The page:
Fact check: Tang Energy's Jenevein off target with swipes at wind power
Continuing its unending stream of columns bashing wind power, yesterday's Wall Street Journal opinion page included an article by Patrick Jenevein of Tang Energy, criticizing wind power and the federal tax credit that has been its primary incentive. Mr. Jenevein's column omits some key facts:
Wind power is already making revolutionary contributions to America's energy supply. Two states, Iowa and South Dakota, are now generating more than 20 percent of their electricity with wind, while nine topped 10 percent in 2012. In 2012, the U.S. wind industry passed a milestone, having cumulatively generated more electricity than could be generated by burning 1 billion barrels of oil–without using any fuel or emitting any air pollution or greenhouse gases.
Wind power costs are falling. Mr. Jenevein cherry-picks statistics to disguise this fact–the numbers he picks are from before and after the dramatic expansion of the Chinese economy, which drove global prices for all raw materials through the roof. Prior to that expansion, wind power cost had been declining, and since then, their decline has resumed. One recent authoritative study, from the International Energy Agency (IEA), addressed this point in detail:
"- Between 1980 and the early 2000s, significant reductions in capital cost and increases in performance had the combined effect of dramatically reducing the levelized cost of energy (LCOE) for onshore wind energy.
"- Beginning in about 2003 and continuing through the latter half of the past decade, wind power capital costs increased—driven by rising commodity and raw materials prices, increased labor costs, improved manufacturer profitability, and turbine upscaling—thus pushing wind’s LCOE upward in spite of continued performance improvements.
"- More recently, turbine prices have declined, but still have not returned to the historical lows observed earlier in the 2000s. At the same time, performance improvements have continued. As a result, modeling based on capital cost and performance assumptions from the United States and Denmark for projects expected to be built in 2012–2013 suggests that the LCOE of onshore wind energy is now at an all-time low within fixed wind resource classes, and particularly in low and medium wind speed areas. [emphasis added]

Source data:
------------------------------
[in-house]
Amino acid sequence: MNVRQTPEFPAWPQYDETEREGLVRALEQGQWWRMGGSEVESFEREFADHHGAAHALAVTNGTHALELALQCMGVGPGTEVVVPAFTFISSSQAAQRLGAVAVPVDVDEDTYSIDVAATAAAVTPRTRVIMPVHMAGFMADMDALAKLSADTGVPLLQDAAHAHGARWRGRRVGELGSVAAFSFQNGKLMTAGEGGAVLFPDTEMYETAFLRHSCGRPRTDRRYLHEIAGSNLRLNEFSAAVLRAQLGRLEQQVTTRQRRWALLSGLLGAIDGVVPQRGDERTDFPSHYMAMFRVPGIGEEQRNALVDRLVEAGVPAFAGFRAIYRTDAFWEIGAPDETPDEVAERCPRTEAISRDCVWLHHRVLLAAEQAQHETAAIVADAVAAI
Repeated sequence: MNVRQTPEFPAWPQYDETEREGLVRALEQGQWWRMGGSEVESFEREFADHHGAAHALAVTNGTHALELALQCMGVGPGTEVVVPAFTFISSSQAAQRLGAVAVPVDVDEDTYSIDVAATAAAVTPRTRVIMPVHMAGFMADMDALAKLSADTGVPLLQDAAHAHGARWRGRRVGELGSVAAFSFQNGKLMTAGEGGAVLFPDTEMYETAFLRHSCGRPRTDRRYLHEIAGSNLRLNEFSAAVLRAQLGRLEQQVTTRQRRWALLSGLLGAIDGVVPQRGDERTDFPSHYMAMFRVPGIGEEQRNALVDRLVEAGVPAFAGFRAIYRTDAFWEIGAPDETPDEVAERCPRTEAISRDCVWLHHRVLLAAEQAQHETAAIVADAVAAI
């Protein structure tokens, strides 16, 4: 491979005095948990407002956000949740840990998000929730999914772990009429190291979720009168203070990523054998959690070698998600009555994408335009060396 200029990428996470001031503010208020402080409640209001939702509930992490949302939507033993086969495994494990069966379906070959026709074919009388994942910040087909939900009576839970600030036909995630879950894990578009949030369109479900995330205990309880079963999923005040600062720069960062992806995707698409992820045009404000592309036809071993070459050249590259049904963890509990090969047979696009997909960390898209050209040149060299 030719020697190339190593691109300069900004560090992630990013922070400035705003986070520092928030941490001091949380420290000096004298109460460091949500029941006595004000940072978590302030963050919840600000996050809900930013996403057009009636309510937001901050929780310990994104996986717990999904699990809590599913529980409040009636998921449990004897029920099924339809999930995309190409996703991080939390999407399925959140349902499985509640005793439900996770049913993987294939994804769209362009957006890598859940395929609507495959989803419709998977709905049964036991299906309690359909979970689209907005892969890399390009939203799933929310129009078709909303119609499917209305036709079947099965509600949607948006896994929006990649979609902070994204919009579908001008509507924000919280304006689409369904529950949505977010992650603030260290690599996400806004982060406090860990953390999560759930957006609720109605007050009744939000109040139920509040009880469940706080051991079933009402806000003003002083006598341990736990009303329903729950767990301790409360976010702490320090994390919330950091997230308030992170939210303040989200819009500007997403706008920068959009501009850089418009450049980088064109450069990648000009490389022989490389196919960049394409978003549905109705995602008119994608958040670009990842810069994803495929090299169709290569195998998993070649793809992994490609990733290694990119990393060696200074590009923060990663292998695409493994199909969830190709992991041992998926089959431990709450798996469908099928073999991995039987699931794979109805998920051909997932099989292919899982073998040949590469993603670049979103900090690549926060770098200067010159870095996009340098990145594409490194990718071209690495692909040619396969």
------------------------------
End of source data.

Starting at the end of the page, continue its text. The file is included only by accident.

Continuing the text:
Wind power is saving consumers money today. Wind power saves consumers money because it costs very little to operate a wind farm, and wind turbines need no fuel. When the wind is blowing, utility system operators turn down, or turn off, the output from the most expensive power plants on the system to save on fuel costs. For example, here is what Joe Gardner, Executive Director of Real-Time Operations for the Midwest Independent System Operator (MISO), said recently about wind generation after it reached a peak of more than 10,000 MW on the MISO system:
“Wind represents one of the fuel choices that helps us manage congestion on the system and ultimately helps keep prices low for our customers and the end-use consumer. When we have significant quantities of wind being generated, we use less of other, more expensive, generation types to keep the system in balance."
Adding more wind power to the electric utility system could reduce wholesale market prices by more than 25 percent in the Midwest region by 2020, according to an analysis released in May 2012 by Synapse Energy Economics on behalf of Americans for a Clean Energy Grid. The report found that wind power could cut the wholesale price of power by $3 – $10 per megawatt hour (MWh) in the near term and up to nearly $50 per MWh by 2030. Those savings would be passed along to consumers through lowering retail electricity prices by $65-200 per household each year.
Wind power's tax incentive has been extraordinarily successful. Incentivizing domestic energy production makes economic sense, as access to affordable, homegrown energy is the lifeblood of our economy.
By focusing on wind incentives in isolation, Mr. Jenevein misses the big picture. Over the last 90 years, federal support for the fossil fuel industry has been far greater than for renewables. In fact, according to a study of historical incentives by the venture capital firm DBL Investors, the federal commitment to oil and gas was five times greater than for renewables during the first 15 years of each set of incentives. Government support totaling nearly $600 billion has been provided to bolster the production of conventional fossil energy sources, along with $73 billion for nuclear power, according to the Nuclear Energy Institute's own tally.
Wind power and its primary incentive, the Production Tax Credit (PTC), have been proven to be cost effective. The PTC has driven up to $25 billion a year in private investment, helping to create a manufacturing supply chain for the wind industry that spreads across 44 states. While wind developers now have the option to convert the PTC to an up-front investment tax credit (ITC), the ITC is still subject to recapture provisions in the event that a wind project fails to generate electricity.
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